I do love the world that Scalzi has built in this one. Hadens are unfortunately dealing with the fall-out from a bill that was passed in the last book. Many are struggling to make ends meet and now there are rumblings about having non-Hadens get their own threeps as well. I like that Chris sees the issues with this in this book, and I wonder if this is going to pop up in the next book as a plot point. 

 

The ending leaves things with some of the bad guys caught, but with Chris and Vann realizing a bigger conspiracy may be out there. I really did need the X-Files theme song blaring away in the background at this point. 

 

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review 2018-04-23 18:27
On The Dark Side – Fated by Donna Augustine @donnaugustine
Fated - Donna Augustine

 

 

Fated by Donna Augustine is the third book in the Karma series and the more I read, the more engrossed I become in Karma’s world. This is my favorite one and it left me breathless

Fated (Karma, #3)

Amazon  /  Audible  /  Goodreads

 

MY REVIEW

 

Fated by Donna Augustine is the third book in the Karma series, and the more I read, the more I am loving it.

 

Things are changing and not all of them are for the better.

 

Are people all good or all bad? What about the gray area in between the black and white?

 

Is an apocalypse coming? Can they stop it? Are they even supposed to?

 

The Jinxes saved her and now they have become her posse. She will need them. They bop around on skateboards and act like a bunch of teenagers. We all know they are not. Who knows how old they are?

 

I love the humorous writing mixed in with the seriousness.

 

Karma even meets the Gods.

Another god having a temper tantrum in less than a week? I’d either been created at a bad time or these folks needed some anger management classes.

The fight against good and evil rages on, but the romantic love story traverses time. Plenty of sexual tension, spice and heat as Karma struggles to come to terms with a love that will not, cannot be denied.

 

AND THAT FRIGGIN’ ENDING. OMG! It almost had me in tears and I was blown away by such a surprisingly fabulous ending.That makes this over the top and a five star read for sure. I am so invested in this series, I don’t know how I’ll be able to wait for Dead Ink, Lar’s Story. I recommend the series be read in order.

 

LOVE, LOVE, LOVE IT.

 

I voluntarily reviewed a free copy of Fated by Donna Augustine.

Animated Animals. Pictures, Images and Photos 5 Stars

 

READ MORE HERE

 

MY DONNA AUGUSTINE REVIEWS

 

 

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Source: www.fundinmental.com/on-the-dark-side-fated-by-donna-augustine-donnaugustine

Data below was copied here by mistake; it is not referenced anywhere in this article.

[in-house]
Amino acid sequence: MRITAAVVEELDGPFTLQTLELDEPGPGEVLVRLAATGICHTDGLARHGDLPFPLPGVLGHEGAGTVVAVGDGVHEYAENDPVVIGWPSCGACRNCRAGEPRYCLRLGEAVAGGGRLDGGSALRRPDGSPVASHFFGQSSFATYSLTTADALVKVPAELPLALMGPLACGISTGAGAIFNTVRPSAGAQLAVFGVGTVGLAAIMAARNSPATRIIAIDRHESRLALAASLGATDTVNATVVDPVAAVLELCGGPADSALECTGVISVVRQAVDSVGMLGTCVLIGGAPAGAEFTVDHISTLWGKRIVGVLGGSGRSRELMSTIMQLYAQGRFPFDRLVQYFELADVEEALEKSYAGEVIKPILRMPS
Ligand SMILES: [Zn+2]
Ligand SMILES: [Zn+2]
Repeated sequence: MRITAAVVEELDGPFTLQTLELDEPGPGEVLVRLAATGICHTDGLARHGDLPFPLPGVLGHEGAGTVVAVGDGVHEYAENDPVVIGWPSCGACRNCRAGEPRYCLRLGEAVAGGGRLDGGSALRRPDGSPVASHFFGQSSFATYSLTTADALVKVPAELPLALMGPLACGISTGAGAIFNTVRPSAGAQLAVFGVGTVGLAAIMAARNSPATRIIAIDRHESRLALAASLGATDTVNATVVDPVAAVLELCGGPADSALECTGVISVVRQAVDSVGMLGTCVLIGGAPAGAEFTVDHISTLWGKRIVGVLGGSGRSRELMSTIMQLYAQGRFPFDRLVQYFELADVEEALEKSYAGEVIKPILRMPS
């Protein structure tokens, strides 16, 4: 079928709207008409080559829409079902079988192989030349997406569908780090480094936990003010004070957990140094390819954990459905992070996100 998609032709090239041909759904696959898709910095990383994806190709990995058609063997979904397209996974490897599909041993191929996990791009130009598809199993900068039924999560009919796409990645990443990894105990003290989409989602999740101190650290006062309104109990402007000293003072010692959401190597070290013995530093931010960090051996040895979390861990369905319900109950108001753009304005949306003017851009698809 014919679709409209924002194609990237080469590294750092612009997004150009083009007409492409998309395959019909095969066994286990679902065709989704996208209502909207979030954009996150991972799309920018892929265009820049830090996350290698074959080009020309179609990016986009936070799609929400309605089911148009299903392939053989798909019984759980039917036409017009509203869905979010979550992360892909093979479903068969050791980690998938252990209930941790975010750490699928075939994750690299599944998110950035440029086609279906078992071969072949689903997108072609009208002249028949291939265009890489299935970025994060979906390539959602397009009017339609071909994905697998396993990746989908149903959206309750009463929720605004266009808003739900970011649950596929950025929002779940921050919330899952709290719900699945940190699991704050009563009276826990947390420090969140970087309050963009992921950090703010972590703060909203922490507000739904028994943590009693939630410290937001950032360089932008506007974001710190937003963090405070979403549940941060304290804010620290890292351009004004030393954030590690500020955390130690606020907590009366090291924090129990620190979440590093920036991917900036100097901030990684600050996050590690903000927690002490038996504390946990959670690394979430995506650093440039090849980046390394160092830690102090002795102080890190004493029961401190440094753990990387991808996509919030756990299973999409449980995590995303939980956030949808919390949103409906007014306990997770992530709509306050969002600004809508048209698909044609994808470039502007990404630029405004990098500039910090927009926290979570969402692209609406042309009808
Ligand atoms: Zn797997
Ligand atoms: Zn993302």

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review 2018-04-22 20:33
Artemis by Andy Weir
Artemis: A Novel - Andy Weir

This started out strong, then the main character, Jazz, started showing the reader why she was known for making poor life decisions and so it got kind of annoying for a while. At least Jazz was annoying. It did redeem itself a little in the end with the way she made up with her father but overall I'd describe the book as just okay. Not great, not terrible, but with a main character who makes bad decisions and shouldn't be trusted to pull off sabotage on the moon.

 

Actually, describing Jazz as a lifer in a small touristy town is probably fairly accurate. Artemis only has a couple thousand permanent residents, after all, and although it doesn't seem quite fair to describe a population of technicians and so on living on the moon to be stuck there, they kind of are. Although unlike some characters who might be desperate to leave a small town, Jazz is desperate to stay.

 

I did quite like Jazz's father.

 

Side note: I'm glad I got through this one so quickly because there are apparently 172 people waiting for it at the library (with 33 copies in circulation although ten of those are express copies).

 

Previous updates:

222 of 305 pages

184 of 305 pages

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review 2018-04-21 18:43
Judas Unchained by Peter F Hamilton (audiobook)
Judas Unchained - Peter F. Hamilton,John Lee

Series: Commonwealth Saga #2

 

It's finally over. The ending wasn't even all that interesting; stuff just happened and then things finally ended. Even the stuff with the Prime aliens and the Starflyer wasn't all that interesting in this one, so everything that bugged me about the world Hamilton created just started screaming at me. There wasn't enough to interest me to balance things out. 

 

This has to the most depressing and unimaginative future someone could come up with.  This may be an urban legend, but I once heard a story about someone asking Patrick Stewart why they hadn’t found a cure for baldness in the twenty-fourth century. His answer? It’s the twenty-fourth century; no one cares if Jean-Luc Picard is bald.

 

The universe in which we find ourselves in Pandora’s Star and Judas Unchained isn’t like that. It’s shallow, ageist (physically), mysoginistic, and it portrays all socialists as terrorists. It’s considered expected and even desirable that human society has organized itself in such a way that, despite miraculous medicine, someone can be grievously injured while escaping a war zone and have to go into debt to pay their medical bills because their insurance company refuses to honour the claim. Seriously.

 

This is just about the most unimaginative future I have encountered. It reads more like it was written in the 1980s rather than mid-2000s. It’s also indulgently edited to the point that it reads more like an epic fantasy than a space opera and very little happens. It even had a few overtones of what should probably be called racism, but I’m open to other terms, like when a character observes that it just isn’t civilized to build a city in a humid environment like a jungle. Civilized? Wtf?

 

Melanie, the dimwitted wannabe journalist who pulls off amazing stuff, drove me up the wall, but lots of other characters did too.

 

The sex scenes were laughable and I just can’t get over how bleak a future it is. The portrayal and judgement of women in the novel just made me angry. The narrator didn’t help matters with his dull reading, but I won’t be indulging in another Hamilton even in print. There are too many better books out there.

 

Previous updates:

82 %

73 %

 

Review for Pandora's Star